Roland Boutique JU-06 review

  • £229
  • $299

Too good to miss…

Image 1 of 2 Roland Boutique JU 06
Image 2 of 2 Roland Boutique JU 06

Our Verdict

The key characteristics of the Juno-106 but without the reliability headaches. An essential purchase.


  • Reliable! Great performance.


  • Disappointing number of sounds.
Buying options

Launched in 1984, the Juno-106 was the successor to the Juno-60, adding basic MIDI, a new all-metal/plastic case and 128 memories (vs76); plus the Juno-60's arpeggiator was removed (unfortunately)!

Old Junos are still very popular today, as they offer a rich and distinctive sound with a wide sweet spot, at a reasonable price (around £800).

However, with reports of 106 voice chips failing and a full set of replacements costing 280 euros (from you might be wary of buying an old 106.

So, for those that are scared off, the Roland folks have answered your prayers with the Boutique series JU-06 – a 4-voice ACB emulation of the original Juno-106.

The JU-06 is built into the same metal faced/plastic chassis enclosure as the JP-08 and JX-03 and has the same solid build quality, power via 4 x AA batteries (or via the MicroB USB socket/ your computer) and a 0.5 Watt speaker for playing on the move.

The sliders are nicely playable, having considerably more travel than the JP-08. Like the other Boutiques, the JU-06 uses colour schemes and layouts that closely reflect the originals; so, for example, there are blue backlit buttons and the same red name tabs for each sound engine section: LFO, DCO, HPF, VCA and ENV.

To go into a little more detail, there's an LFO with rate control plus delay and the LFO can be sent to the DCO and VCF in varying amounts, (dictated by the position of the LFO slider in each section).

The LFO goes into audio range too for clangorous/distorted sounds, effects and dirt and it also goes faster than we remember on our original 106.

The DCO section features a single DCO (Digitally Controlled Analogue Oscillator) but, as DCOs are inherently more stable than VCOs, the famous chorus effect is included to add width/ animation.

Other features include poly/ solo/unison modes, 16', 8' and 4' range switches, a PWM level slider (dictates how much PWM is applied to the pulse wave) and a switch to dictate whether the PWM rate is set manually (MAN) or via the LFO.

There's also an upwards ramp (saw) wave which can be switched in alongside the pulse for pulse/saw mixtures and a ballsy-sounding square wave sub-oscillator for thickening up sounds, just like the original. Finally, in the DCO section, there's a noise slider for blending in white noise.

Next up is a fully variable 1-pole HPF (like the Juno-6) – this differs from the 4-position switch on the 106 and gives a wider range of tones which is great. Also onboard is a 24dB low-pass filter which has frequency and resonance controls (it's a great-sounding, versatile filter with plenty of texture, spikiness and balls on the low-end), then an envelope polarity-flip switch and sliders for the amount of envelope to filter, amount of LFO to filter and amount of keyboard voltage tracking the filter (with this set to full, the filter will open up as you play higher).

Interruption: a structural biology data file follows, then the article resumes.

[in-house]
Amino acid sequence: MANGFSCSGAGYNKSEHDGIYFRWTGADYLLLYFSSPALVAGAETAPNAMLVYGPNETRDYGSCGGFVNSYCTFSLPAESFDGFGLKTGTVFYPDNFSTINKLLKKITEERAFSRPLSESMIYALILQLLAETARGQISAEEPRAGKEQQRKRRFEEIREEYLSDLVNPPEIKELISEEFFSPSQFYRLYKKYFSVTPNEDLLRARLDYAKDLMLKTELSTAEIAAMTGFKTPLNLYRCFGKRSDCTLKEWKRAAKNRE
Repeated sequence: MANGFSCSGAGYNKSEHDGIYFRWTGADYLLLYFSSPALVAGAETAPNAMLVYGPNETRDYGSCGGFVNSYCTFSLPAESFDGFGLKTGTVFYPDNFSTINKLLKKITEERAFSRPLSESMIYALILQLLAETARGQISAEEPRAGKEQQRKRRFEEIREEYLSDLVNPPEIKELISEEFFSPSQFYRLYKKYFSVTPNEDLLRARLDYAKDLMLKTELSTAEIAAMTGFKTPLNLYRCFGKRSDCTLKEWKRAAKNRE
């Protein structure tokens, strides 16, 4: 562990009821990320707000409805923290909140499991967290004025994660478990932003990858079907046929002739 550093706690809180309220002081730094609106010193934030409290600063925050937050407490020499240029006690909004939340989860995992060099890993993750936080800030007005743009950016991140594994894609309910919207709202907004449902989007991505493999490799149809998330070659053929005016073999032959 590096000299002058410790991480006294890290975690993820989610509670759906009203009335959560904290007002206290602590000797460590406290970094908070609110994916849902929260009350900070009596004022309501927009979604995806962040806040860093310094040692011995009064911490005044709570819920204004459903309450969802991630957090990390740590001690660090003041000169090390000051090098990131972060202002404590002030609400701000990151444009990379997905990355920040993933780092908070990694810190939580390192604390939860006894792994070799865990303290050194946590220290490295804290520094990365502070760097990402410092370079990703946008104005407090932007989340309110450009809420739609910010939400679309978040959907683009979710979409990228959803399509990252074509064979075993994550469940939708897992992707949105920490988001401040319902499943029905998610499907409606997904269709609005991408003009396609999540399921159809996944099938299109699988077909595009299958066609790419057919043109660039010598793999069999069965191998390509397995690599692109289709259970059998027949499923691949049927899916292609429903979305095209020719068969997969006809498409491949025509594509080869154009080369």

Next is a VCA level control and a switch that dictates whether the envelope is a simple on/off gate or whether the sound is shaped by the envelope's ADSR (the final section on the far right).

It's all very simple on the surface but a surprisingly wide range of tones are coaxable from just these basic controls.

We should also mention the sound selection buttons and there are eight banks with eight patches in each, (half as many sounds as found on the Juno 106). This is slightly disappointing as, with a unit that sounds this good, you want as many patch storage locations as possible! Once again (like the other Boutiques), these buttons also double as function buttons and as step on/off buttons for the sequencer.

The sequencer is the same 16-step/16-pattern monophonic affair as on the other Boutiques (featuring swing and seven play-order modes) and it can be clocked via MIDI, though unfortunately it doesn't output MIDI.

It's nonetheless a very handy scratchpad/ideas generator and great to have onboard. Also (like the other Boutiques), MIDI CCs are only available for the mod ribbon, expression pedal and hold (CC 1,11,64), though slider automation is possible via Sysex.

The sliders also transmit Sysex in Chain Mode – this mode allows chaining of further JU-06s (or other Boutiques) via DIN MIDI for additional polyphony.

We've always loved the Juno-106's simplicity/ versatility and how quickly you could dial in a sound/hit a sweet spot and the same is true here – the JU-06 really nails the inherent tone of the Juno-106. In fact,

We find this to be an even more successful emulation of the Juno-106 tone than the JP-08 is to the Jupiter-8. However, the sound is slightly more compact when compared to the original 106 (particularly noticeable in unison and poly modes) due to two fewer voices.

Also, (like the JP-08) the top-end/high-mids appear to sound less open/lively compared to the original 106. This isn't a problem (it's merely an observation/difference between ACB and real analogue) but it's worth being aware of all the same.

In most other respects, it's surprising just how close the JU-06 is to the 106 and all those classic sounds are easily made – once again the JU-06 demonstrates what a powerful technology ACB is. If you want an authentic Juno-106 emulation in a compact, reliable and reasonably-priced box, then look no further!

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Tech Specs

Weight (g)940